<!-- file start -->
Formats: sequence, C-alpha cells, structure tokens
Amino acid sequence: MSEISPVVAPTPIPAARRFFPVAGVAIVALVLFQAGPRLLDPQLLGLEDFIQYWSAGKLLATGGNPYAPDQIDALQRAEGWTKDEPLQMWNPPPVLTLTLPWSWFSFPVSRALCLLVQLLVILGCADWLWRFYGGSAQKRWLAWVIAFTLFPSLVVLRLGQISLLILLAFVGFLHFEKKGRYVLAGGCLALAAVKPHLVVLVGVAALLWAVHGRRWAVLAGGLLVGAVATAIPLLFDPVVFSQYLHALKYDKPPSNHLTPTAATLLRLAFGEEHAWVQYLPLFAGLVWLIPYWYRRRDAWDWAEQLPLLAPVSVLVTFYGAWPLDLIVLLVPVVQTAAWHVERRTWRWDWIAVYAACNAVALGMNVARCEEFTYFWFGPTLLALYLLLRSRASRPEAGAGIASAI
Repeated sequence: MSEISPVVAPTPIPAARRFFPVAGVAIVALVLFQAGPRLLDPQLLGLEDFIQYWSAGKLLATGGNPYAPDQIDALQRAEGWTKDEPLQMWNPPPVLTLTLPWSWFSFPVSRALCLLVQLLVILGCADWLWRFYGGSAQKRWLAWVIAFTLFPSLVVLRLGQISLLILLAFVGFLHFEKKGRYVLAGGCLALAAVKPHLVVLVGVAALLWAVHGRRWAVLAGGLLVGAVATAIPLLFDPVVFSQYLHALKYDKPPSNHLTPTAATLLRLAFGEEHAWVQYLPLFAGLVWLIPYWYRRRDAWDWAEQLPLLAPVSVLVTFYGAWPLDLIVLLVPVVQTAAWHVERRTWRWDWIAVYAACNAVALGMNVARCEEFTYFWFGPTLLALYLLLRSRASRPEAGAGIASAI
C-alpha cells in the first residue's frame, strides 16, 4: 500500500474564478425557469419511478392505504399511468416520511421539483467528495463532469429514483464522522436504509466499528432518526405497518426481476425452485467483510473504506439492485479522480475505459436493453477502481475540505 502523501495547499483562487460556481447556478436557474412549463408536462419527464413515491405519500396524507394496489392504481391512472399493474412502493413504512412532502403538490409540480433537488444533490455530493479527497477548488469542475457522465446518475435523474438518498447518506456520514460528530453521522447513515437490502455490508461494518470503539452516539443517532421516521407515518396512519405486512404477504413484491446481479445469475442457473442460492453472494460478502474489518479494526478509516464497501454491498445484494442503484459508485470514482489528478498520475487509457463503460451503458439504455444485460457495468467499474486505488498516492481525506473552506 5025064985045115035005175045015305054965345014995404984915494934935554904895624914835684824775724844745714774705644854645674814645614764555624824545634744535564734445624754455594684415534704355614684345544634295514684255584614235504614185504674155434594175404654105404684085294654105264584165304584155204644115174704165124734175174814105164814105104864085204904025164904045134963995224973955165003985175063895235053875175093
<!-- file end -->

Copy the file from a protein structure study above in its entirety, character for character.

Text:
Formats: sequence, C-alpha cells, structure tokens
Amino acid sequence: MSEISPVVAPTPIPAARRFFPVAGVAIVALVLFQAGPRLLDPQLLGLEDFIQYWSAGKLLATGGNPYAPDQIDALQRAEGWTKDEPLQMWNPPPVLTLTLPWSWFSFPVSRALCLLVQLLVILGCADWLWRFYGGSAQKRWLAWVIAFTLFPSLVVLRLGQISLLILLAFVGFLHFEKKGRYVLAGGCLALAAVKPHLVVLVGVAALLWAVHGRRWAVLAGGLLVGAVATAIPLLFDPVVFSQYLHALKYDKPPSNHLTPTAATLLRLAFGEEHAWVQYLPLFAGLVWLIPYWYRRRDAWDWAEQLPLLAPVSVLVTFYGAWPLDLIVLLVPVVQTAAWHVERRTWRWDWIAVYAACNAVALGMNVARCEEFTYFWFGPTLLALYLLLRSRASRPEAGAGIASAI
Repeated sequence: MSEISPVVAPTPIPAARRFFPVAGVAIVALVLFQAGPRLLDPQLLGLEDFIQYWSAGKLLATGGNPYAPDQIDALQRAEGWTKDEPLQMWNPPPVLTLTLPWSWFSFPVSRALCLLVQLLVILGCADWLWRFYGGSAQKRWLAWVIAFTLFPSLVVLRLGQISLLILLAFVGFLHFEKKGRYVLAGGCLALAAVKPHLVVLVGVAALLWAVHGRRWAVLAGGLLVGAVATAIPLLFDPVVFSQYLHALKYDKPPSNHLTPTAATLLRLAFGEEHAWVQYLPLFAGLVWLIPYWYRRRDAWDWAEQLPLLAPVSVLVTFYGAWPLDLIVLLVPVVQTAAWHVERRTWRWDWIAVYAACNAVALGMNVARCEEFTYFWFGPTLLALYLLLRSRASRPEAGAGIASAI
C-alpha cells in the first residue's frame, strides 16, 4: 500500500474564478425557469419511478392505504399511468416520511421539483467528495463532469429514483464522522436504509466499528432518526405497518426481476425452485467483510473504506439492485479522480475505459436493453477502481475540505 502523501495547499483562487460556481447556478436557474412549463408536462419527464413515491405519500396524507394496489392504481391512472399493474412502493413504512412532502403538490409540480433537488444533490455530493479527497477548488469542475457522465446518475435523474438518498447518506456520514460528530453521522447513515437490502455490508461494518470503539452516539443517532421516521407515518396512519405486512404477504413484491446481479445469475442457473442460492453472494460478502474489518479494526478509516464497501454491498445484494442503484459508485470514482489528478498520475487509457463503460451503458439504455444485460457495468467499474486505488498516492481525506473552506 5025064985045115035005175045015305054965345014995404984915494934935554904895624914835684824775724844745714774705644854645674814645614764555624824545634744535564734445624754455594684415534704355614684345544634295514684255584614235504614185504674155434594175404654105404684085294654105264584165304584155204644115174704165124734175174814105164814105104864085204904025164904045134963995224973955165003985175063895235053875175093